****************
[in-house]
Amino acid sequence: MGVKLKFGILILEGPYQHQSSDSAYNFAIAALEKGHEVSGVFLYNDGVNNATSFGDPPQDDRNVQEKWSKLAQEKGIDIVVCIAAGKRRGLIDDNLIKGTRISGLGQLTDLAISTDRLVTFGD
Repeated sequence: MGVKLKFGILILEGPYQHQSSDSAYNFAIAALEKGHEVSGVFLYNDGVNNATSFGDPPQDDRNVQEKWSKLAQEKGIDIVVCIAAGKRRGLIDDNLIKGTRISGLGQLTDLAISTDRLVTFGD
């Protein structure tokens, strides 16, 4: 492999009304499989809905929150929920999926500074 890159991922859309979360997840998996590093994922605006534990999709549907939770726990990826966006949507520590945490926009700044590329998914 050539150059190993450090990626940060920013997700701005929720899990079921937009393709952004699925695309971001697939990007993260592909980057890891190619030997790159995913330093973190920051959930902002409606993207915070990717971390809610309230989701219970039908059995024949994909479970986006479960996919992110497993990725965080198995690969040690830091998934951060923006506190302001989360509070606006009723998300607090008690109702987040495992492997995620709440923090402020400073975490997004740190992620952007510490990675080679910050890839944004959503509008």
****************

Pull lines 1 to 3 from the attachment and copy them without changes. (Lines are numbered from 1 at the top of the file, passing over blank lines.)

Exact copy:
[in-house]
Amino acid sequence: MGVKLKFGILILEGPYQHQSSDSAYNFAIAALEKGHEVSGVFLYNDGVNNATSFGDPPQDDRNVQEKWSKLAQEKGIDIVVCIAAGKRRGLIDDNLIKGTRISGLGQLTDLAISTDRLVTFGD
Repeated sequence: MGVKLKFGILILEGPYQHQSSDSAYNFAIAALEKGHEVSGVFLYNDGVNNATSFGDPPQDDRNVQEKWSKLAQEKGIDIVVCIAAGKRRGLIDDNLIKGTRISGLGQLTDLAISTDRLVTFGD